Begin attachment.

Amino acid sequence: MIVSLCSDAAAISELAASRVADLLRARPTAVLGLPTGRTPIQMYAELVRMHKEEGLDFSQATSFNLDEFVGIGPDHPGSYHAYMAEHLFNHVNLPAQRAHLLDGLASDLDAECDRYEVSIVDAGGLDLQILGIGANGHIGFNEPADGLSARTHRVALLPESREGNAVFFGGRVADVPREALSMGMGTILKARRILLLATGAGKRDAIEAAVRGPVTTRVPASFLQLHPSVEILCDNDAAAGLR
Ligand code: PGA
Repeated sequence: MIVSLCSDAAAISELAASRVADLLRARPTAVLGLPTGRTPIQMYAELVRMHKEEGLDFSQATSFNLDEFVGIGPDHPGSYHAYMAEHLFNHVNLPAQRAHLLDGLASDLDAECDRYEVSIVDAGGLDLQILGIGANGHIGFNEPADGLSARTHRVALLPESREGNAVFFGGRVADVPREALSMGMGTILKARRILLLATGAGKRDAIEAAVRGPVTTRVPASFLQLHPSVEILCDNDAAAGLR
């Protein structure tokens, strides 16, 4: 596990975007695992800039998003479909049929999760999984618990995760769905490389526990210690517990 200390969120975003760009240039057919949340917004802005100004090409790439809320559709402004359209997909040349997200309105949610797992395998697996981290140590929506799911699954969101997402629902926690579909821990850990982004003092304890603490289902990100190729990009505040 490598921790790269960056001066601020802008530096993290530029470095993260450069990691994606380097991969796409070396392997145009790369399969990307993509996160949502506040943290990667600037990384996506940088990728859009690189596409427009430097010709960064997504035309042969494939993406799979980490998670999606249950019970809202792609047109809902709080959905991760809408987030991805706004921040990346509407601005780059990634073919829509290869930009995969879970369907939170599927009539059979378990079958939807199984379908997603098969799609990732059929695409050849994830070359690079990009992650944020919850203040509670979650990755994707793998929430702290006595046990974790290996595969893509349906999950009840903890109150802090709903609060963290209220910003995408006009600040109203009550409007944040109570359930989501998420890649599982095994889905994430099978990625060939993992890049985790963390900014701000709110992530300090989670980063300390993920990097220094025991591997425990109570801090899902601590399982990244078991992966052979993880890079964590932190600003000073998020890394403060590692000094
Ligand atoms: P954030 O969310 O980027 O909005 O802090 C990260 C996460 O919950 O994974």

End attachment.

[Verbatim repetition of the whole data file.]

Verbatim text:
Amino acid sequence: MIVSLCSDAAAISELAASRVADLLRARPTAVLGLPTGRTPIQMYAELVRMHKEEGLDFSQATSFNLDEFVGIGPDHPGSYHAYMAEHLFNHVNLPAQRAHLLDGLASDLDAECDRYEVSIVDAGGLDLQILGIGANGHIGFNEPADGLSARTHRVALLPESREGNAVFFGGRVADVPREALSMGMGTILKARRILLLATGAGKRDAIEAAVRGPVTTRVPASFLQLHPSVEILCDNDAAAGLR
Ligand code: PGA
Repeated sequence: MIVSLCSDAAAISELAASRVADLLRARPTAVLGLPTGRTPIQMYAELVRMHKEEGLDFSQATSFNLDEFVGIGPDHPGSYHAYMAEHLFNHVNLPAQRAHLLDGLASDLDAECDRYEVSIVDAGGLDLQILGIGANGHIGFNEPADGLSARTHRVALLPESREGNAVFFGGRVADVPREALSMGMGTILKARRILLLATGAGKRDAIEAAVRGPVTTRVPASFLQLHPSVEILCDNDAAAGLR
């Protein structure tokens, strides 16, 4: 596990975007695992800039998003479909049929999760999984618990995760769905490389526990210690517990 200390969120975003760009240039057919949340917004802005100004090409790439809320559709402004359209997909040349997200309105949610797992395998697996981290140590929506799911699954969101997402629902926690579909821990850990982004003092304890603490289902990100190729990009505040 490598921790790269960056001066601020802008530096993290530029470095993260450069990691994606380097991969796409070396392997145009790369399969990307993509996160949502506040943290990667600037990384996506940088990728859009690189596409427009430097010709960064997504035309042969494939993406799979980490998670999606249950019970809202792609047109809902709080959905991760809408987030991805706004921040990346509407601005780059990634073919829509290869930009995969879970369907939170599927009539059979378990079958939807199984379908997603098969799609990732059929695409050849994830070359690079990009992650944020919850203040509670979650990755994707793998929430702290006595046990974790290996595969893509349906999950009840903890109150802090709903609060963290209220910003995408006009600040109203009550409007944040109570359930989501998420890649599982095994889905994430099978990625060939993992890049985790963390900014701000709110992530300090989670980063300390993920990097220094025991591997425990109570801090899902601590399982990244078991992966052979993880890079964590932190600003000073998020890394403060590692000094
Ligand atoms: P954030 O969310 O980027 O909005 O802090 C990260 C996460 O919950 O994974």